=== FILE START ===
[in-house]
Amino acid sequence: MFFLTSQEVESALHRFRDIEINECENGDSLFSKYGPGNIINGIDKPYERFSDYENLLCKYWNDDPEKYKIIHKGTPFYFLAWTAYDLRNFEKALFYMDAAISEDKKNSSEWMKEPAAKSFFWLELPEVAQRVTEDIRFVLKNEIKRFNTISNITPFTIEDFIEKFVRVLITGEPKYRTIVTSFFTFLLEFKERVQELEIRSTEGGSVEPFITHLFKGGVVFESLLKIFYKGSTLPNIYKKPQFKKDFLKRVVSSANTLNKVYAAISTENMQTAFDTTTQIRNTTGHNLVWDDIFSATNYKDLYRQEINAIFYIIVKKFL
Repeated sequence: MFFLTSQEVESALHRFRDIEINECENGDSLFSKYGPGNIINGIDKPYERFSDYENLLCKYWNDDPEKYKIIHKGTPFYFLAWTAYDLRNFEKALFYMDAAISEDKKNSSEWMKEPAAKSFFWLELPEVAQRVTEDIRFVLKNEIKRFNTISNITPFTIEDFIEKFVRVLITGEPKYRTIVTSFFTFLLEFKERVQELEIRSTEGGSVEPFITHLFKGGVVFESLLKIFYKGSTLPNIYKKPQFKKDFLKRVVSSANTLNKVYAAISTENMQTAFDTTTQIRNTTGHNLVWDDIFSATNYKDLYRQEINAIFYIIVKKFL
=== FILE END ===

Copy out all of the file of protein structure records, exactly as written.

[in-house]
Amino acid sequence: MFFLTSQEVESALHRFRDIEINECENGDSLFSKYGPGNIINGIDKPYERFSDYENLLCKYWNDDPEKYKIIHKGTPFYFLAWTAYDLRNFEKALFYMDAAISEDKKNSSEWMKEPAAKSFFWLELPEVAQRVTEDIRFVLKNEIKRFNTISNITPFTIEDFIEKFVRVLITGEPKYRTIVTSFFTFLLEFKERVQELEIRSTEGGSVEPFITHLFKGGVVFESLLKIFYKGSTLPNIYKKPQFKKDFLKRVVSSANTLNKVYAAISTENMQTAFDTTTQIRNTTGHNLVWDDIFSATNYKDLYRQEINAIFYIIVKKFL
Repeated sequence: MFFLTSQEVESALHRFRDIEINECENGDSLFSKYGPGNIINGIDKPYERFSDYENLLCKYWNDDPEKYKIIHKGTPFYFLAWTAYDLRNFEKALFYMDAAISEDKKNSSEWMKEPAAKSFFWLELPEVAQRVTEDIRFVLKNEIKRFNTISNITPFTIEDFIEKFVRVLITGEPKYRTIVTSFFTFLLEFKERVQELEIRSTEGGSVEPFITHLFKGGVVFESLLKIFYKGSTLPNIYKKPQFKKDFLKRVVSSANTLNKVYAAISTENMQTAFDTTTQIRNTTGHNLVWDDIFSATNYKDLYRQEINAIFYIIVKKFL